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New Mom: “Himitsu No Futari”

Let’s call this one a softer side of Mom. The artist’s best work, for me at least, has always been about energy, often giddily jamming genre together or simply finding his own perspective on hip-hop and running with it. “Himitsu No Futari” keeps things mellow. It’s the closest he’s come to approaching that neo-city-pop sound, here backed by whistling and light guitar playing. It’s pretty sedate, and feels more like an interlude than something to really dwell on, though entire bands have made careers out of a similarly snoozy sound so here’s hoping this is just a detour. But even then, credit to Mom’s singing, which brings an unpredictable energy to a predictable backdrop. Even when a song misses the mark, Mom at least reminds you why he stands out. Listen above.

Pick-Me Up: Toti’s “Lost”

I’m just so tired recently…the latest release from Omoide Label serves as a real nice shot of sonic caffeine, an upbeat trio of dance songs from producer Toti that really just go for pure energy over any evolution of the “future bass” sound that has been kicking around for a while now. The title track comes closest to being something signaling a way forward, as Toti embraces space and a slower build to create something that hits harder. But look, I’m burned out, so the familiar lightspeed dash of “Neo” sounds incredible to me, and is just the bucket of water splashed on my face at this moment. For all the other sleepy folks out there, embrace the energy and get going. Get it here, or listen below.

New Haruno: “Broadcast” And “Terminal Center”

Haruno steps towards the spotlight on these pair of recent releases. The artist has previously used Vocaloid singing as a base while in recent months has switched up to more beat-oriented instrumental chill outs. But now Haruno is making their vocals (presumably) go to the center on numbers that opt for mid-tempo pop. “Broadcast” came out last week, and offers something approaching slink from Haruno. Over a beat and some synth squiggles, Haruno delivers an English-language verse darted with regret that gets obscured by the generally bouncy music around it. Listen above.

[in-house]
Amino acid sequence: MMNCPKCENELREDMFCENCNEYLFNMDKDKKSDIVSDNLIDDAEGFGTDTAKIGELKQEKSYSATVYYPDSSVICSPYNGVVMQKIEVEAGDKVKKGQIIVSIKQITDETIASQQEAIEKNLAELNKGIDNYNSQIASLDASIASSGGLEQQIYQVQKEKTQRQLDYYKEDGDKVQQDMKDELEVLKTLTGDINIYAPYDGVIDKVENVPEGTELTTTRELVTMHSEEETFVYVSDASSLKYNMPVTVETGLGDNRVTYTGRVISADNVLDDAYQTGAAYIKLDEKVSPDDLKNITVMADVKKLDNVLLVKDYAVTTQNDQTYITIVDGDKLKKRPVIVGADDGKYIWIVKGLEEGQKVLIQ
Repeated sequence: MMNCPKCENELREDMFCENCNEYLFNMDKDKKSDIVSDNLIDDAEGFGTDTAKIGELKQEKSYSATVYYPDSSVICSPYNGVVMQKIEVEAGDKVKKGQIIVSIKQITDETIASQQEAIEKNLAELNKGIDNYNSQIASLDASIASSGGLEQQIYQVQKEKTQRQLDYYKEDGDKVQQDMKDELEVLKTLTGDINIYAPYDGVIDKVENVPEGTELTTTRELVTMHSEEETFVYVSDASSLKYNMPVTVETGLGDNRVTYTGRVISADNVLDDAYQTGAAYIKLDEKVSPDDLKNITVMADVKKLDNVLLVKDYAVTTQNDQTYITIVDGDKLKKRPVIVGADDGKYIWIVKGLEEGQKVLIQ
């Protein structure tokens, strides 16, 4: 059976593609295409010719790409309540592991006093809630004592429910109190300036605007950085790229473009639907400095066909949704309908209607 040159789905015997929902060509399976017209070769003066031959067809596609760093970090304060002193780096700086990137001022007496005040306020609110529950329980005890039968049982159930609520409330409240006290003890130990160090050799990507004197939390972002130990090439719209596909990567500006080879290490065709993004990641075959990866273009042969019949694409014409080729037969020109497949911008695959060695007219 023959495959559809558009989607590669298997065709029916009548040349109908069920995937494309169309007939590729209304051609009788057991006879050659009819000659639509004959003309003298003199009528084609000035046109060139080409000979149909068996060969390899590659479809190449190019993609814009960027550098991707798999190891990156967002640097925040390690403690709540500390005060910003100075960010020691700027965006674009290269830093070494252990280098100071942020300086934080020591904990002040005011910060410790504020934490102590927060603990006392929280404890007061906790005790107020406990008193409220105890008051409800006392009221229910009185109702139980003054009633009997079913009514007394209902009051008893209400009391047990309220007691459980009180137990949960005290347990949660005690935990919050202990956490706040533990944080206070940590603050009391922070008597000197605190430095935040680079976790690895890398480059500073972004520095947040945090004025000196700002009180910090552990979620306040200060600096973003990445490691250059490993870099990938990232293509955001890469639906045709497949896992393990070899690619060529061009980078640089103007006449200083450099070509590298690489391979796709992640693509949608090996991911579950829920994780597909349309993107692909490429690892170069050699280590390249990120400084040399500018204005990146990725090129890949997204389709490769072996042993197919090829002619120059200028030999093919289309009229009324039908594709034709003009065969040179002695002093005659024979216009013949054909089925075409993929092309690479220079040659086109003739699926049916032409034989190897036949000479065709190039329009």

“Terminal Center” unfolds at an even slower pace, Haruno going for lazy-day R&B allowing plenty of space for their voice to take off…although they ultimately choose to keep it a bit on the muted and fuzzy side, accenting it with piano melodies and a few well-timed anime samples. It’s as easygoing as a 2 p.m. riverside stroll, but also comes a little too close to replicating the inert instrumentals serving as their weakest work to date. “Terminal Center” is background, while “Broadcast” shows a way to move forward towards something interesting. Listen to “Terminal Center” below.

Terminally Chill: Wai Wai Music Resort’s WWMR1

Japanese indie creators ongoing interest with throwback styles and genres associated with the Bubble era might have reached a logical end with Wai Wai Music Resort’s first collection of songs. Released via Local Visions, WWMR1 embraces the most chilled-out elements of retro music culture, creating something breezy but with an emotional aching still present (to be a little more contemporary, this one should be slotted next to On Vacation, albeit it relies a bit more on vocals). Travel plays a big part in establishing Wai Wai Music Resort’s vibe — an airplane announcement starts the album before it pivots into slow-motion umbrella-drink pop, while highlight “For Lonely Drivers” taps into one of the best city pop gimmicks ever (creating a fake radio station to thematically broadcast your songs) to create a warm number aimed at late-night trips by someone alone in their car. Verses and choruses pop up, but they never rise above a breeze, settling in nicely alongside the relaxed Club Med-worthy sounds (save for the funky “For Lonely Drivers (Sunset Drive Mix),” which feels like a lively bonus cut more than anything else). But in all that relaxation, a lot of time is spent hitting on feelings that sometimes don’t come up in busier music. Get it here, or listen below.

New Puni Puni Denki: “Life Is Super Dope”

Every few months, an internet-centric electronic artist in Japan releases a song that makes me stop and go “….wait, is this like a return to Shibuya-kei mindsets?” It’s a feeling YUC’e conjures up frequently, and Puni Puni Denki’s new song “Life Is Super Dope” goes even further by pivoting into bossa nova that would make record diggers from 1993 proud. This risks turning into dentist-office soundtrackery, but Puni Puni Denki’s ability to add in elements that offer a little bite — samples lurking in the back — and letting the singing pop a bit more push it up. Plus you have the semi-jarring use of “super dope” in an otherwise hammock-ready number. Listen above.